Nerd Font Lurv

I started seriously paying attention to fonts when I was in college. I switched majors sometime in my junior year and began art/design classes. In one of my first design classes, I cut four Copperplate letter “T’s” out of Styrofoam so that I could lock them together, ink them and use them to make pattern prints.

Since then I’ve been in love with letters, or more specifically, letter forms of different fonts. When Stephen and I lived in Durham, we’d go out to dinner and Stephen would make me look at the menu and name the typefaces. Nerd party tricks! I often make decisions on competing products based on the fonts used. It’s actually something that we all do naturally; most people just don’t realize that they are making decisions based on readability or their personal comfort level with a particular font.

Yesterday I jumped into a new logo design project. I started making my list of possible font candidates. While I was browsing through the fonts I realized that I have history with these fonts. I remember past projects based on the fonts I used, which in turn makes me remember different events that happened while I was working on those projects.

Seeing some type faces are like seeing, well, faces of friends. There’s a few old workhorses that I’ve used so often that the projects blur together. These guys are dependable, classic and get the job done. There’s a few trendy, fun fonts that I don’t use often, but when I do they pack a punch and I remember them fondly. And then there’s my personal favorites that I have to be careful not to overuse. I love them dearly and have to remind myself that they don’t and can’t solve every design dilemma that I have. Then there are the dated fonts. Faces that scream “Disco 70’s” or “See? I’m a computer!” These fonts are so dated I wonder if there will ever be another use for them outside of kitschy party invites.

Every time I browse, I find fonts that I want to use for other projects. Sometimes, and this is my favorite, I’ll see a font and it’ll spark something for me and I’ll create a whole new project based on that idea.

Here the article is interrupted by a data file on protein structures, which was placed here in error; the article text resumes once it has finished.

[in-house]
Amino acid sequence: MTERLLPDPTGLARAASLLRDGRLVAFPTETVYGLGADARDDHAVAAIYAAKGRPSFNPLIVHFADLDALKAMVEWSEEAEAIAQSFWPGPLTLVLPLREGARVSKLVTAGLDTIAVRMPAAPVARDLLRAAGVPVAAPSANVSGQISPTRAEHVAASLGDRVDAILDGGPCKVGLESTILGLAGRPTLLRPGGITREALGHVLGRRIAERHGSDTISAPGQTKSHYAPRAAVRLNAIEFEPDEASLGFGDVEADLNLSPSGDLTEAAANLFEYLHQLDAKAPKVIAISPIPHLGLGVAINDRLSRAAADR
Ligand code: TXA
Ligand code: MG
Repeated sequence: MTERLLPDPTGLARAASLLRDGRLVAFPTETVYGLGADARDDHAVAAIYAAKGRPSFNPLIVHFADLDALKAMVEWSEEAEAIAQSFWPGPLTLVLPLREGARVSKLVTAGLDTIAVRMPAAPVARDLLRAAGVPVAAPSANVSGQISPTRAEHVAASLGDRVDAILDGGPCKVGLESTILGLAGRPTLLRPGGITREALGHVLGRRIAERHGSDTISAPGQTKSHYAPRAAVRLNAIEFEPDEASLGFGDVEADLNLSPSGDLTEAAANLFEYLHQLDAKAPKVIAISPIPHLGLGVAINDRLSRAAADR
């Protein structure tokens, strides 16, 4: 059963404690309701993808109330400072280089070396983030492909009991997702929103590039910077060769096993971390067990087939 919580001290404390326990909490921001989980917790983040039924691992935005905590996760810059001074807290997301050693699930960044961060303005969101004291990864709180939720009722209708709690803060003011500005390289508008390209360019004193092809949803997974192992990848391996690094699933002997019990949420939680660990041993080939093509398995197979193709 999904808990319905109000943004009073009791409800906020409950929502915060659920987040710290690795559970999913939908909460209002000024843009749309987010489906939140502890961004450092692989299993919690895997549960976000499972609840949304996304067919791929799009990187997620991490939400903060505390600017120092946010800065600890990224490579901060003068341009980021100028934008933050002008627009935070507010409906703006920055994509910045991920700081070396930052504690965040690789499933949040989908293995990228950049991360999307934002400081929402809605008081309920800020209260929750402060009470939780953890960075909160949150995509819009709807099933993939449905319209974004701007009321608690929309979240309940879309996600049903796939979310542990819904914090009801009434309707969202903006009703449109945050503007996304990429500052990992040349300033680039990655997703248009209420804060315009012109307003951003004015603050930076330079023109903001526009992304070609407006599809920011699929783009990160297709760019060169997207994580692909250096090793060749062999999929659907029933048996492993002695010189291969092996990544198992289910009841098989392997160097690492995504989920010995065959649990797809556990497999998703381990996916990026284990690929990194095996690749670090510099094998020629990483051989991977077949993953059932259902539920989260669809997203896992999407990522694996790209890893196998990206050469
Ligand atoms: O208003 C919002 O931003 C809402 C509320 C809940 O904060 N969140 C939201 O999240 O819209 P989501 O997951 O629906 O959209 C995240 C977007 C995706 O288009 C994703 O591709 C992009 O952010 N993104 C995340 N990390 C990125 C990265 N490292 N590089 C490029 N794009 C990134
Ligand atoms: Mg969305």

When I spend the afternoon looking at fonts, I get excited all over again about the work I do. The launch of a new project is always exciting and picking out fonts is always my first stop on the journey to making something useful for someone.

So next time you are at your favorite restaurant, check out the font on the menu. You might or might not know the font’s name, but know that some designer somewhere loved it enough to put it in front of you.

7 thoughts on “Nerd Font Lurv

  1. LOL! I know I’m not in the same league, but I, too, have been known to blurt out, “Oh, look! That’s ‘Pare,'” (or whatever) and have my companion look at me oddly as I explained I recognized the type. And yes, it’s often at restaurants! What drives me crazy is to see a striking type, know I’ve used it and not be able to remember what it is. Actually, that’s par for the course these days! Ah, the joys of growing older!

    Enjoy getting reacquainted with your old friends, gal! Reading your post reminds me of the many “signs that you are a fontaholic/graphic designer” lists out there.

    I found this one long, long ago and the references to space problems bring back (not so) fond memories doing battle with my old windows PC and reminds me that I’m getting on in years! LOL!

  2. Lisa: I loved the list and I especially loved being introduced to Ray Larabie. I just spent 45 minutes picking through and downloading some of his fonts. Thanks!

  3. I’ve often thought about that with fountain pens and ink colors, where different size nibs and the colors that have (typically) gone with particular pens allow me to date things I’ve written or notes I’ve taken. Sadly, the dating system involves pens (which I never discard, but through which I move as the spirit strikes me) rather than years! Sometimes I find myself following your pattern of moving back to favorite ink colors (or shades), so I guess I have a “base” in ink the same way you seem to have one in fonts.

  4. I wonder if there is a code in fonts’ where you can pick a date out of the software that made it”?? I have a situation with a will that was made in 1996”. But if the font code dates shows that the software that made it was made by 2005 software”. that would toss out that fraud will, as being a fake and not the original will, as my cousin the trustee is trying to present as the original will, made in 1996. if any one, can help me in this matter contact me @ ( I know its a fake, just have to prove it.

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